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May Pera Sa Itlog: How this Negros Egg Farmer Earn More than P172k a Month

Rene Descalsota and his family grew up working in the sugarcane fields. When his father was awarded 2.8 hectares of land through the Comprehensive Agrarian Reform Program (CARP) in 2003, the family thought they could finally escape poverty. Still, the economic crises only worsened as they had no financial capability to plow their land. His father rented the land out of other better options to their neighbor. Rene left his hometown Silay City, Negros Occidental, in 2005 after graduating high school and started working in Batangas. In this article, we will discover how this Negros egg farmer earns more than P172k a month,

Organic eggs

From 2005 to 2020, Rene jumped from one job to another. He worked in construction, feed mills, and other back-breaking jobs until he worked on an egg farm in San Jose, Batangas. But the experience did not last longer as COVID-19 forced him and his young family to return to Negros.

Now married with one child, Rene was out of work with little money left in his pocket. He wasted no time and started planning his future based on his latest experience as a poultry worker and former feed mill employee.

His father still owns half a hectare of land. This land is not part of the CARP but is a homestead and cannot be planted with sugarcane. It’s a perfect location for livestock and poultry as it is along the river and has abundant water.

With indigenous materials like bamboo and coconut available, he built a house suitable for 200 chicken layers and another house for free-range chickens. Ready-to-lay (RTL) chickens are expensive, so he opted to buy chicks. Chicks will take around four months to lay eggs, so he focused on developing feeds and adding more free-range chickens while waiting.

Chicks are sexed before they are delivered to customers, but Rene got three males out of 200. He kept these birds and made them breeders so he would not repurchase chicks.

Things started to change after four months when the layers and free-range chickens started laying eggs. Now, Rene has both white and brown eggs.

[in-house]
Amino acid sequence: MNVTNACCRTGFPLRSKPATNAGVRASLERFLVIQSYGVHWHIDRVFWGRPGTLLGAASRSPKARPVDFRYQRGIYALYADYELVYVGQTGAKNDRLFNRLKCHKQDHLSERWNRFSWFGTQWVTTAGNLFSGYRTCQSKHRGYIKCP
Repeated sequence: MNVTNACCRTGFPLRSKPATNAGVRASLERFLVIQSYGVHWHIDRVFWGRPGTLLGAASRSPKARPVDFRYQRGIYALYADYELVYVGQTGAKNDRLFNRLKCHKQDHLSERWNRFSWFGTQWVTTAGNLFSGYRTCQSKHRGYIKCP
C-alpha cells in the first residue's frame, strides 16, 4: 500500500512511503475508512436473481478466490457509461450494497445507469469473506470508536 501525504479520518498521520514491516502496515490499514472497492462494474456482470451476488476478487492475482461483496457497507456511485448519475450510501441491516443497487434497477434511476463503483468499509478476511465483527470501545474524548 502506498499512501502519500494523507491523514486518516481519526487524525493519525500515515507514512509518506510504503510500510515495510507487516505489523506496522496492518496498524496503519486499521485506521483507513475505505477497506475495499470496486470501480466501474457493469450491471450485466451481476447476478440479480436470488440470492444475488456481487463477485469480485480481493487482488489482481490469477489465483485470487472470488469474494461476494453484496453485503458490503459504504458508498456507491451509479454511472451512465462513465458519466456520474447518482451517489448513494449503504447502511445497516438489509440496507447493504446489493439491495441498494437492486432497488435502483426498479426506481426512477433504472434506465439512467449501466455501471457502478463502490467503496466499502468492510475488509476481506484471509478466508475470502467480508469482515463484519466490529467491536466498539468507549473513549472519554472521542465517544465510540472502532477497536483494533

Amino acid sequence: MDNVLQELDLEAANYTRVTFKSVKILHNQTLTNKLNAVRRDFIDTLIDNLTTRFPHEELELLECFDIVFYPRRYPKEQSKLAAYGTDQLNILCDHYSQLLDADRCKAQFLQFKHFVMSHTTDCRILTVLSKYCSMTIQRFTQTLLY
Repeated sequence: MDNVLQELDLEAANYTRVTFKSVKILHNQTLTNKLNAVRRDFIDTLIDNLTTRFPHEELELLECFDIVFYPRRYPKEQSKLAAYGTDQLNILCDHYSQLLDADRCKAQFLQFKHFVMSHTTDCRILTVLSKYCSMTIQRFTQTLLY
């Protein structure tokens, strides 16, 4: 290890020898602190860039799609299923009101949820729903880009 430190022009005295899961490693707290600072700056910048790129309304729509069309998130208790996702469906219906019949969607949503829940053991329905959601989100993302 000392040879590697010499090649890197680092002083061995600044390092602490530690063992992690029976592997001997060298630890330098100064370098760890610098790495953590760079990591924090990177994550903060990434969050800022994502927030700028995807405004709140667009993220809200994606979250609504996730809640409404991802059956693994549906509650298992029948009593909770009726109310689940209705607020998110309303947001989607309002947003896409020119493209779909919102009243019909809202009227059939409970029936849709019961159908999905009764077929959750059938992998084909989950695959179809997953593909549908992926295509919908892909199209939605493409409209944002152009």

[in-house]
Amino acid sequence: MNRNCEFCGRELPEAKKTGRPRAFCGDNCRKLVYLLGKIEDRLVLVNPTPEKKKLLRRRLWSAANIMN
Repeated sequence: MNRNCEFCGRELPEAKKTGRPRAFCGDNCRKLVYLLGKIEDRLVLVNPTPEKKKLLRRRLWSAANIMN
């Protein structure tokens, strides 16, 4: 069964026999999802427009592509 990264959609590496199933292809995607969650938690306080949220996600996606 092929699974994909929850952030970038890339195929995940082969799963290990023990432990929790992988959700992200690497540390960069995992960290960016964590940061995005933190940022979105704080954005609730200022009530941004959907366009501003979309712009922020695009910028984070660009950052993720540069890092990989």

“I remember the first time I sold eggs. It was five trays of white and two trays of brown. I made a net income of P1,050 in one day. My wife, who was on the verge of depression due to stress, was very happy”, Rene recalled.

Rene said he spent around P12,000 from the start until he made his first profit. When they returned from Batangas, he had a little over P5,000, so he had to borrow P10,000 from his OFW sister.

Rene started his business during the height of the pandemic when food was scarce and expensive, but his customers have only multiplied since then. Three years later, he has dozens of retailers waiting for his eggs every day.

Today, Rene has 2,000 white layers and 700 brown egg layers. This gives him an average of 1,920 eggs daily or a P5,760 net income daily.  He employed his younger brother and two nephews. He also managed to retrieve the family’s land, which had been rented to their neighbor before.

Distaste Against the Sugar Industry

“I have no plan to plant sugarcane. There is no money in sugarcane, especially for this small piece of land. You must have 20 hectares of sugarcane plantation to support your family. My business can support 10 families if I turn this land into an Eco-farm,” he added.

With enough capital, Rene plans to expand his business and employ more neighbors.

“People living in rural areas of Negros Island have been living in sugar slavery for more than a century. I want to start changing this in my own small way. Sugarcane can’t provide real jobs and is a massive waste of land. I can make millions of pesos from two hectares of land while providing regular jobs to dozens of people. Egg demand is consistently increasing, and I can’t even provide half of my customers’ demands”, Rene said.

He added that he was planning to venture into swine, but the latest problem with African Swine Flu (ASL) put the plan on hold.

“ASL scares me at the moment but I am waiting for the good time to start,” he added.

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